A huge, frenetic metropolis, Moscow has the largest population
of any city in Europe. No other Russian city offers quite the
enormous range of cultural heritage that Moscow has, having played
a pivotal role in both the country's political and industrial
history since the 13th century.
In the very centre of the city lies the Kremlin, a UNESCO World
Heritage site and arguably the most famous landmark in all
of Russia. The
walled citadel is home to the Russian government and every leader,
from the Tsars to Stalin and the current president, has issued
orders from within its walls. Today the Kremlin also serves as the
official residence of the country's president.
The Armoury boast an incredible range of gold, velvet and
precious stones. These treasures were all collected by various
leaders over the course of Russia's long history. Some magnificent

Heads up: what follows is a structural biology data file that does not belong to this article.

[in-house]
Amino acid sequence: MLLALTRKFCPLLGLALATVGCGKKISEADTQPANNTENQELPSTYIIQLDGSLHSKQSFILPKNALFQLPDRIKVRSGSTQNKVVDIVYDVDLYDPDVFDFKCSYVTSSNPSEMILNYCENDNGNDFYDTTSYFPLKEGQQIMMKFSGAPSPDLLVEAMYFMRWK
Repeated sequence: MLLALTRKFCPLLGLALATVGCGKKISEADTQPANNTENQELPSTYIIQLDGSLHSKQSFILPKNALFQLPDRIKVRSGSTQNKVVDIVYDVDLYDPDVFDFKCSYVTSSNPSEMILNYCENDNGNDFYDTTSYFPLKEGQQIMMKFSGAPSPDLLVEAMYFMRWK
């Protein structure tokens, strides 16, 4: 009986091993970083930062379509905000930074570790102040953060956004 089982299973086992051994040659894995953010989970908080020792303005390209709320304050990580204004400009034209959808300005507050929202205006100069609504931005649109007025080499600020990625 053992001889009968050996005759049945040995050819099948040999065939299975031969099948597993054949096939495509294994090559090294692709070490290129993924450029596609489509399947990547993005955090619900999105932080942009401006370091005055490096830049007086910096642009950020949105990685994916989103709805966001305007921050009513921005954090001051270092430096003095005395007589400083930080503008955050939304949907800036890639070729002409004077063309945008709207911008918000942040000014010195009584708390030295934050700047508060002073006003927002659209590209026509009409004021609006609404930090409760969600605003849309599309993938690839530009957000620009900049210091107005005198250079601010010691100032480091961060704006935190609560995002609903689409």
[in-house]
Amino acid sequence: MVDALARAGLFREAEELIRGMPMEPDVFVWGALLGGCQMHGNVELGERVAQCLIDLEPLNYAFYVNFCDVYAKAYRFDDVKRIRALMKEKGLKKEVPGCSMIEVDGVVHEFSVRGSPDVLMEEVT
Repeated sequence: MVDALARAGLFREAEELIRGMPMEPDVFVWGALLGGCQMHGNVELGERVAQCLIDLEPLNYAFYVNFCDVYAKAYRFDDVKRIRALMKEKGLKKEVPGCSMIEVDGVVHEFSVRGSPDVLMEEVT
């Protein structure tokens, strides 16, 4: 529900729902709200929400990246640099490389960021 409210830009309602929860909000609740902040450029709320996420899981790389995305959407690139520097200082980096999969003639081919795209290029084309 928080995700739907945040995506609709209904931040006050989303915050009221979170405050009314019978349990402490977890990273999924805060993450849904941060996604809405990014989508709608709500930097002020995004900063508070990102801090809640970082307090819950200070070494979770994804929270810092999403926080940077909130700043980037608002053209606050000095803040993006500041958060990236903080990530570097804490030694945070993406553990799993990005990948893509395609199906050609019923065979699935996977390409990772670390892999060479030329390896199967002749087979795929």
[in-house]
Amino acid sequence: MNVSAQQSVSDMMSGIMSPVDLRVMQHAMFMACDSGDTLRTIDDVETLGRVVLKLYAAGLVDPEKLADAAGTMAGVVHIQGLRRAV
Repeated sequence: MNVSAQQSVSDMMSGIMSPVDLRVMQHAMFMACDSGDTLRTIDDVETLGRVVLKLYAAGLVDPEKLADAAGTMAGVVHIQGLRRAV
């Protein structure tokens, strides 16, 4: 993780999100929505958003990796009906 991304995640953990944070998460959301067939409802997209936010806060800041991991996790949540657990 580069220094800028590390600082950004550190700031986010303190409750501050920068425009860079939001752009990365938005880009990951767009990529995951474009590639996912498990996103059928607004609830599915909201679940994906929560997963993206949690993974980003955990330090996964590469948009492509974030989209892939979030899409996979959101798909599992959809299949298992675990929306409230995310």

examples include the Fabergé egg and Catherine the Great's
The Red Square And The Lenin Mausoleum
The iconic Red Square stands proud, and is home to the
vast State History Museum. It is easily most famous as the
final resting place of Lenin, whose remains have been carefully
guarded in the square since his death in 1924.
St Basil's Cathedral
With its round, brilliantly distinctive onion domes, St Basil's
Cathedral is an instantly recognisable feature of Moscow's skyline.
It was constructed in about 1550 by Ivan the Terrible, in order to
celebrate a victory over the Tartars. Having changed very little
since its completion, today the cathedral is one of the world's
Founded in 1524, the complex of the spectacular Novodevichy
Convent has stayed almost wholly unchanged since the 17th century
and is now a UNESCO World Heritage site. The main structure is the
16th century cathedral, but the octagonal bell tower is one of
Moscow's tallest pre-20th century landmarks, and is fascinating to